Bell follows up his Haitian trilogy (The Stone that the Builder Refused, 2004, etc.) with a novel of the Confederacy.
Born in poverty, Nathan Bedford Forrest created his own fortune, earned a reputation for inborn military genius and rose to national fame. A self-made man from a hardscrabble background, Forrest was a particularly American figure, and monuments bearing his stony image still dot the American landscape. But he was also a slave trader, a Confederate general and a founding leader of the Ku Klux Klan—at first glance a most unlikely subject for Bell, best known for chronicling a slave-led revolution in three critically praised novels. But it turns out the author is eminently suited for producing an informed, nuanced and not unsympathetic portrait of a man mostly remembered today as a patron saint of white supremacists. Bell puts Forrest in context, re-creating a society in which the enslavement of blacks by whites is traditional and uncontroversial, an unquestioned part of the natural order. Echoing his past work, the author creates a counterpoint to his protagonist in Henri, a Haitian who travels to the United States to stir a slave rebellion but ends up fighting alongside Forrest. Henri brings a Creole perspective and a distinctly African spirituality to the narrative. Bell imagines Forrest’s interactions with Henri and the other black men who follow him, including one who is his son, as well as his relationships with household slaves and the black woman who becomes his longtime mistress. In doing so, he reveals the complexity and range of interracial interaction possible in the Old South. Some will argue that Forrest hardly deserves humanizing, and that argument has merit. But Bell has chosen to exercise one of the novelist’s greatest gifts: He makes an alien world real and, in so doing, reminds us that slavery was not a spontaneous, supernatural evil, but the product of a particular cultural environment.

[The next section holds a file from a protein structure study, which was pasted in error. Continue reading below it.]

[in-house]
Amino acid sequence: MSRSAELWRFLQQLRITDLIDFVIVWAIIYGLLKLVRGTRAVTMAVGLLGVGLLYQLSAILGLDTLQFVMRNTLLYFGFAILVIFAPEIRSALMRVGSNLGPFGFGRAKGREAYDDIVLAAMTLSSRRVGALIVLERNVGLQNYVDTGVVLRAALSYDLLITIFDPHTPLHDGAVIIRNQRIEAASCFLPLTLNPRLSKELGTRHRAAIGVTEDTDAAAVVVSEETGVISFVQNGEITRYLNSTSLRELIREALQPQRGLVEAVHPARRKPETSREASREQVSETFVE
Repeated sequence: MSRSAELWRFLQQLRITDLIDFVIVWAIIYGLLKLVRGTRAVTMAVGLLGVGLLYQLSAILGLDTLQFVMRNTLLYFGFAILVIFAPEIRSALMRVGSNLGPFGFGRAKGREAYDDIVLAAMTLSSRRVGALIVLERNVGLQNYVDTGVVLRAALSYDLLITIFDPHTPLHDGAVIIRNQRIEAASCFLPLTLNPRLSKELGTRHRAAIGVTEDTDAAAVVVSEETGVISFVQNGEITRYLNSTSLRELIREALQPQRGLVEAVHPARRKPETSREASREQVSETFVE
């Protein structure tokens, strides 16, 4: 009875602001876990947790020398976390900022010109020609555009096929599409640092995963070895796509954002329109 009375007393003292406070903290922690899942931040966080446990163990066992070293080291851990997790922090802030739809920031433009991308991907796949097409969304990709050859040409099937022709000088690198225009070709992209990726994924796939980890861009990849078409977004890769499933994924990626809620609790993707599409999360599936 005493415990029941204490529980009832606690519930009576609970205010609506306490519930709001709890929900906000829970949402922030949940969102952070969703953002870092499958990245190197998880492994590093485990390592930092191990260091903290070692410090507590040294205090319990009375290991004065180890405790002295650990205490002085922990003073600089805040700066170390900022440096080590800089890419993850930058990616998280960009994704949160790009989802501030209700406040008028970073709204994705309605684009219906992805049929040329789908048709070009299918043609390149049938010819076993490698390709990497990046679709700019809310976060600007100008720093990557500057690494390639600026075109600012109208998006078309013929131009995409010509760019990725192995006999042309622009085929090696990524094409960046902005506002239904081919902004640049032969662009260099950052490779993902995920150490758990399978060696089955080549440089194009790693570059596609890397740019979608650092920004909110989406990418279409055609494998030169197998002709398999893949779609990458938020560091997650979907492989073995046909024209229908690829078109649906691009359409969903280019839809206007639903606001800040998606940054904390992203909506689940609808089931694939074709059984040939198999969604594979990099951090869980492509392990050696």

Brave, accomplished and utterly compelling, seamed with passages of haunting, lyrical beauty.